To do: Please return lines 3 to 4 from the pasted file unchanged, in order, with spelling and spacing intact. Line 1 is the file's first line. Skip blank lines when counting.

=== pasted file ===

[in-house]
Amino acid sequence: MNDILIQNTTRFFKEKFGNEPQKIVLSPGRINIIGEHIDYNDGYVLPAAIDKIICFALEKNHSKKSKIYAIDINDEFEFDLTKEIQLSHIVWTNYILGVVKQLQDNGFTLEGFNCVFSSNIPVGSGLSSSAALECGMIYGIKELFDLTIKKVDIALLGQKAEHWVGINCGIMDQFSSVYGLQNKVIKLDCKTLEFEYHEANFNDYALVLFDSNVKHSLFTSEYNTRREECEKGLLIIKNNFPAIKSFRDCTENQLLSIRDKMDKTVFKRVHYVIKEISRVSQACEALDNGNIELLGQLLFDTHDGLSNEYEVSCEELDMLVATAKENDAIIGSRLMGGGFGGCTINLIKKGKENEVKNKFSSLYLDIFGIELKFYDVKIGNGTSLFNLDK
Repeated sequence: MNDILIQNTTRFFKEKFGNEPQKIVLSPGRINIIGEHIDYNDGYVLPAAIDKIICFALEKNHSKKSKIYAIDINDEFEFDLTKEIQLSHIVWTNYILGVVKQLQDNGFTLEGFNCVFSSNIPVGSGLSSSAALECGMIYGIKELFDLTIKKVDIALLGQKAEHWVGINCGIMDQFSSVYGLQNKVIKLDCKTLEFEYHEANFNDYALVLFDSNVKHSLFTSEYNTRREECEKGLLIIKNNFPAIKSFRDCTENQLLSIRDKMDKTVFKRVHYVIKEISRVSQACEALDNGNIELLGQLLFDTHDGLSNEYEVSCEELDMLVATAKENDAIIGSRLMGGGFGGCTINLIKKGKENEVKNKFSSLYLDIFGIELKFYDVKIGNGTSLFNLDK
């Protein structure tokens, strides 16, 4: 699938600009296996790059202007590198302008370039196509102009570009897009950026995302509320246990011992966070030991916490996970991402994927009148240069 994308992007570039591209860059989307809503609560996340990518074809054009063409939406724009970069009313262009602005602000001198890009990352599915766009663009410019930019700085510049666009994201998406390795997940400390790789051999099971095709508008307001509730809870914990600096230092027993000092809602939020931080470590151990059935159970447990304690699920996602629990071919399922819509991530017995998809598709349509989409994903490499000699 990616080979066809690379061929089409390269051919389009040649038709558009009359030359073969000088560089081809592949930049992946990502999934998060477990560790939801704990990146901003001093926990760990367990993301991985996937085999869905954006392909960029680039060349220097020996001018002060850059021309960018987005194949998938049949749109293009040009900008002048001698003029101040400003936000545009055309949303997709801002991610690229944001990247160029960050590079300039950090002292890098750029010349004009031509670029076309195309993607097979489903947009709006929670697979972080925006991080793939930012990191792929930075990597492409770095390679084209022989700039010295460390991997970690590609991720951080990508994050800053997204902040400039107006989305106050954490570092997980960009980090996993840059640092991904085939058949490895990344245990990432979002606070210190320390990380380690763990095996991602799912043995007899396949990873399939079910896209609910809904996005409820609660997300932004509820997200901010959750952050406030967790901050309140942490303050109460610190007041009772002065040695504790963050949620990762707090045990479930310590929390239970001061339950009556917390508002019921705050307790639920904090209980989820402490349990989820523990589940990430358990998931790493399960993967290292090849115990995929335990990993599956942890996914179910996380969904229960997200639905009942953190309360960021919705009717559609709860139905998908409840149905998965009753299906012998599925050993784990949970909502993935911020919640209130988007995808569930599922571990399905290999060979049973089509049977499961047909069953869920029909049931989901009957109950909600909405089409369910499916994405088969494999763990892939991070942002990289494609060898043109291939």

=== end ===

Repeated sequence: MNDILIQNTTRFFKEKFGNEPQKIVLSPGRINIIGEHIDYNDGYVLPAAIDKIICFALEKNHSKKSKIYAIDINDEFEFDLTKEIQLSHIVWTNYILGVVKQLQDNGFTLEGFNCVFSSNIPVGSGLSSSAALECGMIYGIKELFDLTIKKVDIALLGQKAEHWVGINCGIMDQFSSVYGLQNKVIKLDCKTLEFEYHEANFNDYALVLFDSNVKHSLFTSEYNTRREECEKGLLIIKNNFPAIKSFRDCTENQLLSIRDKMDKTVFKRVHYVIKEISRVSQACEALDNGNIELLGQLLFDTHDGLSNEYEVSCEELDMLVATAKENDAIIGSRLMGGGFGGCTINLIKKGKENEVKNKFSSLYLDIFGIELKFYDVKIGNGTSLFNLDK
């Protein structure tokens, strides 16, 4: 699938600009296996790059202007590198302008370039196509102009570009897009950026995302509320246990011992966070030991916490996970991402994927009148240069 994308992007570039591209860059989307809503609560996340990518074809054009063409939406724009970069009313262009602005602000001198890009990352599915766009663009410019930019700085510049666009994201998406390795997940400390790789051999099971095709508008307001509730809870914990600096230092027993000092809602939020931080470590151990059935159970447990304690699920996602629990071919399922819509991530017995998809598709349509989409994903490499000699 990616080979066809690379061929089409390269051919389009040649038709558009009359030359073969000088560089081809592949930049992946990502999934998060477990560790939801704990990146901003001093926990760990367990993301991985996937085999869905954006392909960029680039060349220097020996001018002060850059021309960018987005194949998938049949749109293009040009900008002048001698003029101040400003936000545009055309949303997709801002991610690229944001990247160029960050590079300039950090002292890098750029010349004009031509670029076309195309993607097979489903947009709006929670697979972080925006991080793939930012990191792929930075990597492409770095390679084209022989700039010295460390991997970690590609991720951080990508994050800053997204902040400039107006989305106050954490570092997980960009980090996993840059640092991904085939058949490895990344245990990432979002606070210190320390990380380690763990095996991602799912043995007899396949990873399939079910896209609910809904996005409820609660997300932004509820997200901010959750952050406030967790901050309140942490303050109460610190007041009772002065040695504790963050949620990762707090045990479930310590929390239970001061339950009556917390508002019921705050307790639920904090209980989820402490349990989820523990589940990430358990998931790493399960993967290292090849115990995929335990990993599956942890996914179910996380969904229960997200639905009942953190309360960021919705009717559609709860139905998908409840149905998965009753299906012998599925050993784990949970909502993935911020919640209130988007995808569930599922571990399905290999060979049973089509049977499961047909069953869920029909049931989901009957109950909600909405089409369910499916994405088969494999763990892939991070942002990289494609060898043109291939």